Ontario To Restore Respect for Police Officers in Nipissing and Across the ProvinceFebruary 19, 2019
NORTH BAY – Ontario police officers and the families in Nipissing who depend on them will finally be able to count on a fair and transparent police oversight process that will always put public safety first. Today, Ontario’s Government for the People will introduce new legislation, the Comprehensive Ontario Police Services Act, 2019. If passed, this legislation will finally fix the previous government’s Bill 175, which treated police with suspicion while making it increasingly difficult for them to do their jobs.
“Every day our police in Nipissing come to work with a simple goal: to keep our families safe,” said MPP Vic Fedeli. “While we don’t always hear their success celebrated on the news, we take great comfort knowing the police are responding to emergencies and preventing crime. Some times this work entails risk, and it certainly involves difficult decisions. But we rely on the police to keep us safe. Now they can rely on their government to have their back.”
The Act would streamline the SIU investigation process, which would have persisted under the previous Bill 175 and forced many police officers to labour under months- or years-long investigations even in cases where they had no contact with an individual.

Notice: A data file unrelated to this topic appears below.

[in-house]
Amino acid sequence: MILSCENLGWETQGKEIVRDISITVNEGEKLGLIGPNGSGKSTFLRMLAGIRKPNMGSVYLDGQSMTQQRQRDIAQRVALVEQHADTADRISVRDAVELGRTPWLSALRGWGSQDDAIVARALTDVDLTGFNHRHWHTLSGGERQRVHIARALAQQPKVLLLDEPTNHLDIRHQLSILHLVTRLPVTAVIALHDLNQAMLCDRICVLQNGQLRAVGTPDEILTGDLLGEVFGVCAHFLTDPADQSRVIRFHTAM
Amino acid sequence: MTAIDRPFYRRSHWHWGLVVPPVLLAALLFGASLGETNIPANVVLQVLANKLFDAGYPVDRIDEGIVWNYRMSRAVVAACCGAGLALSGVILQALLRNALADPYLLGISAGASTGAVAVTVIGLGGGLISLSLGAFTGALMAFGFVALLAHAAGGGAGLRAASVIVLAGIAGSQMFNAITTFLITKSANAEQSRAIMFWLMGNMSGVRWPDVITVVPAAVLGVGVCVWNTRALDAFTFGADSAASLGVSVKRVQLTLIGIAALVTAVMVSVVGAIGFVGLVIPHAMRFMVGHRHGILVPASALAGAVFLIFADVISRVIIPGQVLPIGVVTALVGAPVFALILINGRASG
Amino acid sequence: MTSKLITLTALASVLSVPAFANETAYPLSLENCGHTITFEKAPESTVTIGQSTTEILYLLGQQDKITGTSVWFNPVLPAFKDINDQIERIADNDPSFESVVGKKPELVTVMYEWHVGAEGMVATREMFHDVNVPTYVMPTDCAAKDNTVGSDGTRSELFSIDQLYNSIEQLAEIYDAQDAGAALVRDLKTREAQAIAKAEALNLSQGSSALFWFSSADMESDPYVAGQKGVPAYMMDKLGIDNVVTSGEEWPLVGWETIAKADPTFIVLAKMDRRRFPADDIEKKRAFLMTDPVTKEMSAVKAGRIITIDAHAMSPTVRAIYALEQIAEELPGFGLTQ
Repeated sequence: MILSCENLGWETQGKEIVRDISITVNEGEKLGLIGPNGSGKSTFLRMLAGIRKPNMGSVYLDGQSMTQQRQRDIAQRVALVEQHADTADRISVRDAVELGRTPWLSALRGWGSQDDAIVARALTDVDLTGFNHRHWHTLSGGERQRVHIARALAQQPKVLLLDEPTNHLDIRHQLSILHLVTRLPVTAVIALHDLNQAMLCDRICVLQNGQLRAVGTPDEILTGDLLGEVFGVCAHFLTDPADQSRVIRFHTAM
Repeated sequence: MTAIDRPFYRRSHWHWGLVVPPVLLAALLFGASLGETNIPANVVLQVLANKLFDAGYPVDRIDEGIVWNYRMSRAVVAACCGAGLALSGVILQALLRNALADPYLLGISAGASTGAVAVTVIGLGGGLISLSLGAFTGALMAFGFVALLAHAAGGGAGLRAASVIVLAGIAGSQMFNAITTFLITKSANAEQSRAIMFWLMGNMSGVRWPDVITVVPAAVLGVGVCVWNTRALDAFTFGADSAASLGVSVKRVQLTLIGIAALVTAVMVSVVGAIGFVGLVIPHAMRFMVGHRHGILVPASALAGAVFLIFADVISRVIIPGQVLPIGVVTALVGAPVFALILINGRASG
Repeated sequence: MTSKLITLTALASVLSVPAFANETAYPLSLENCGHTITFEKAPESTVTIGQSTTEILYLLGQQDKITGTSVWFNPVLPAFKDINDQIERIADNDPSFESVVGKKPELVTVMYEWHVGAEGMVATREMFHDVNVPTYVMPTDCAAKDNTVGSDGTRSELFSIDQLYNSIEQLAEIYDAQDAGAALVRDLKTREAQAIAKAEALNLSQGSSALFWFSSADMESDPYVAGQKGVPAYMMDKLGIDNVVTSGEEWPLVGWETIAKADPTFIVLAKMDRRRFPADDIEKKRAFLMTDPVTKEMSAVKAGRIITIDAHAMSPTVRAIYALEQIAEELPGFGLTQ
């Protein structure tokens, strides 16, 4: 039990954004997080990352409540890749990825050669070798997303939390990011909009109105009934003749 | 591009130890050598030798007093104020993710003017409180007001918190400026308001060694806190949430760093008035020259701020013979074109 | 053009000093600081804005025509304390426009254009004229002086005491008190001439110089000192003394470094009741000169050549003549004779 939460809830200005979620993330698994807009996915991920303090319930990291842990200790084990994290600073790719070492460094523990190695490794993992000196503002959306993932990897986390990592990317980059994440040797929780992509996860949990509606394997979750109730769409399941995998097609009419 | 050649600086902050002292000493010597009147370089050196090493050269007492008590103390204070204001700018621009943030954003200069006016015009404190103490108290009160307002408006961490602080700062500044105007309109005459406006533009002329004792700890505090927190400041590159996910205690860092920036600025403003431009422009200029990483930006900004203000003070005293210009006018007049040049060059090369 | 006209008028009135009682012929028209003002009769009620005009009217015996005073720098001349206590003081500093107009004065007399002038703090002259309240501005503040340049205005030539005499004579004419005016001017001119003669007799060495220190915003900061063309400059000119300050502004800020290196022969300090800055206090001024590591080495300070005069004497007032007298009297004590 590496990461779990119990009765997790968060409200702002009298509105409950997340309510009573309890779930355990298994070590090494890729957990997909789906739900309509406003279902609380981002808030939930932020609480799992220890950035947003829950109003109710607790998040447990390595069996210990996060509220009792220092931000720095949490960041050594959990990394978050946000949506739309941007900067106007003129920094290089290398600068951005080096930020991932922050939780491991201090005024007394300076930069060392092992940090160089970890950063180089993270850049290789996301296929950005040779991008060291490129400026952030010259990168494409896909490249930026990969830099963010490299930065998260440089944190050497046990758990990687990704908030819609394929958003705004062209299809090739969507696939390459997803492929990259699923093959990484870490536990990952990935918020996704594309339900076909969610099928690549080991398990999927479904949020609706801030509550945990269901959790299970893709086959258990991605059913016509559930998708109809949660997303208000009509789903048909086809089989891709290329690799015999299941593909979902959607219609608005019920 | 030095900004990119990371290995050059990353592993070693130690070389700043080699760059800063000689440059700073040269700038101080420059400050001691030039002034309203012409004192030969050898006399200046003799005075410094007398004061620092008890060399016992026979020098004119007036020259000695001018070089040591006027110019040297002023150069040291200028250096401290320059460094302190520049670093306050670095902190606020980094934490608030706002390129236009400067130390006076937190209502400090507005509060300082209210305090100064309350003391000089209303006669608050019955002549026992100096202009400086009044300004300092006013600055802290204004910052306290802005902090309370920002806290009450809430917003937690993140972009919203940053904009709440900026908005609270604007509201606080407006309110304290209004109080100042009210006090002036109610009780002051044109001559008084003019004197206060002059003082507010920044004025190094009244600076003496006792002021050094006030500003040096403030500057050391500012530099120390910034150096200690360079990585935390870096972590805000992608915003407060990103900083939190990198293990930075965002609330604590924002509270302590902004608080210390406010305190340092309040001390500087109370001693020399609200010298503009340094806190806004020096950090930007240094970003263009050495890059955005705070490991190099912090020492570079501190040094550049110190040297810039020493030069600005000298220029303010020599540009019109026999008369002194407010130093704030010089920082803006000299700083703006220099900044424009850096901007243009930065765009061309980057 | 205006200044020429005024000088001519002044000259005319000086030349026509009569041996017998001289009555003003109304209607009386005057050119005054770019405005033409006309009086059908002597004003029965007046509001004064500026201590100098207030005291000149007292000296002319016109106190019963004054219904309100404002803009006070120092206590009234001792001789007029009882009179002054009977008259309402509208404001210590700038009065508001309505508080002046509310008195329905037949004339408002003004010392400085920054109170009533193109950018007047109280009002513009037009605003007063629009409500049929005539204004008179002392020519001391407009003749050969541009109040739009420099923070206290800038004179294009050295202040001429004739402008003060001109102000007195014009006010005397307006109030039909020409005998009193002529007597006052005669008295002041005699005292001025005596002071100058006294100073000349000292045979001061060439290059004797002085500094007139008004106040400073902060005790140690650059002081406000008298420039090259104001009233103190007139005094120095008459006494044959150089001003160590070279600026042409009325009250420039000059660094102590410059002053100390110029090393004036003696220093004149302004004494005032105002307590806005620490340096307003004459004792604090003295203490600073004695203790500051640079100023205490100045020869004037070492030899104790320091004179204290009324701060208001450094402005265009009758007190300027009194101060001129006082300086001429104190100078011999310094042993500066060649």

“Bill 175 was the most anti-police piece of legislation in Canadian history,” said Sylvia Jones, Minister of Community Safety and Correctional Services. “It was a disaster. It actively undermined policing efforts. And it undermined public confidence and trust in the work police do.”
If passed, the Comprehensive Ontario Police Services Act will enhance police oversight in Ontario by creating one window for public complaints, reducing delays in the investigation process, and ensuring more accountability.
“When we were elected one of our first orders of business was to pause implementation of Bill 175, so that we could fix it in a way that continues to ensure oversight – but does so in a way that is balanced, respectful and fair,” said Attorney General Caroline Mulroney. “Our legislation, if passed, will focus investigative resources where they are needed, on criminal activity, within a police oversight system that will ultimately help build safer communities on a shared foundation of restored trust and accountability.”
By treating police fairly, the Comprehensive Ontario Police Services Act will ensure the police, the government, and the people of Ontario remain partners in creating a more secure province.
“Not every example of police courage and service is as high profile as the response to the North York van attack or the Danforth shooting. What those officers have in common with the everyday heroes who serve and protect us is that they deserve our gratitude and respect – not our suspicion and scorn,” said Jones. “That’s why our government for the people is providing police with the tools, resources and support they need to keep our communities safe, stand up for victims and hold offenders accountable for their crimes.”